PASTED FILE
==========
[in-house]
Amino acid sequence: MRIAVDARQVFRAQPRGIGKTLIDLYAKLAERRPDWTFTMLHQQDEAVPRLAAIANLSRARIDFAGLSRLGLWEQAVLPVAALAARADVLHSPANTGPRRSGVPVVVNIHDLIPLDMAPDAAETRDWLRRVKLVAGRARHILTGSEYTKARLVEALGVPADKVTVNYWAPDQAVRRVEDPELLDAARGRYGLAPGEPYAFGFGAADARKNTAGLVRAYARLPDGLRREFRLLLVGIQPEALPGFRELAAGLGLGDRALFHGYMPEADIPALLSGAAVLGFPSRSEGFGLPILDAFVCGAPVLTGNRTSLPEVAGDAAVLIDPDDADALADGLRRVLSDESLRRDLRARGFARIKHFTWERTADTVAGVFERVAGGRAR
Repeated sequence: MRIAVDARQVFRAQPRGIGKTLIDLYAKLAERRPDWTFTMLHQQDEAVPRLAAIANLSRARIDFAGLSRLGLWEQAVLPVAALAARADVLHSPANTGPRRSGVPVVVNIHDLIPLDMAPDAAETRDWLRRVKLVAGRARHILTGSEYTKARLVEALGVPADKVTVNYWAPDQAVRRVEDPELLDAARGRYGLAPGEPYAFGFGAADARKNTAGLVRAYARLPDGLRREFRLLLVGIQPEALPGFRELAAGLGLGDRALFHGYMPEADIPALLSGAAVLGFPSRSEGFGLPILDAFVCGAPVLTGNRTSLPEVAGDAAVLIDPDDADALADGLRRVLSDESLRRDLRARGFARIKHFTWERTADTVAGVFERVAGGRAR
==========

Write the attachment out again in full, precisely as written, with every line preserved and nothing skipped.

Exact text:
[in-house]
Amino acid sequence: MRIAVDARQVFRAQPRGIGKTLIDLYAKLAERRPDWTFTMLHQQDEAVPRLAAIANLSRARIDFAGLSRLGLWEQAVLPVAALAARADVLHSPANTGPRRSGVPVVVNIHDLIPLDMAPDAAETRDWLRRVKLVAGRARHILTGSEYTKARLVEALGVPADKVTVNYWAPDQAVRRVEDPELLDAARGRYGLAPGEPYAFGFGAADARKNTAGLVRAYARLPDGLRREFRLLLVGIQPEALPGFRELAAGLGLGDRALFHGYMPEADIPALLSGAAVLGFPSRSEGFGLPILDAFVCGAPVLTGNRTSLPEVAGDAAVLIDPDDADALADGLRRVLSDESLRRDLRARGFARIKHFTWERTADTVAGVFERVAGGRAR
Repeated sequence: MRIAVDARQVFRAQPRGIGKTLIDLYAKLAERRPDWTFTMLHQQDEAVPRLAAIANLSRARIDFAGLSRLGLWEQAVLPVAALAARADVLHSPANTGPRRSGVPVVVNIHDLIPLDMAPDAAETRDWLRRVKLVAGRARHILTGSEYTKARLVEALGVPADKVTVNYWAPDQAVRRVEDPELLDAARGRYGLAPGEPYAFGFGAADARKNTAGLVRAYARLPDGLRREFRLLLVGIQPEALPGFRELAAGLGLGDRALFHGYMPEADIPALLSGAAVLGFPSRSEGFGLPILDAFVCGAPVLTGNRTSLPEVAGDAAVLIDPDDADALADGLRRVLSDESLRRDLRARGFARIKHFTWERTADTVAGVFERVAGGRAR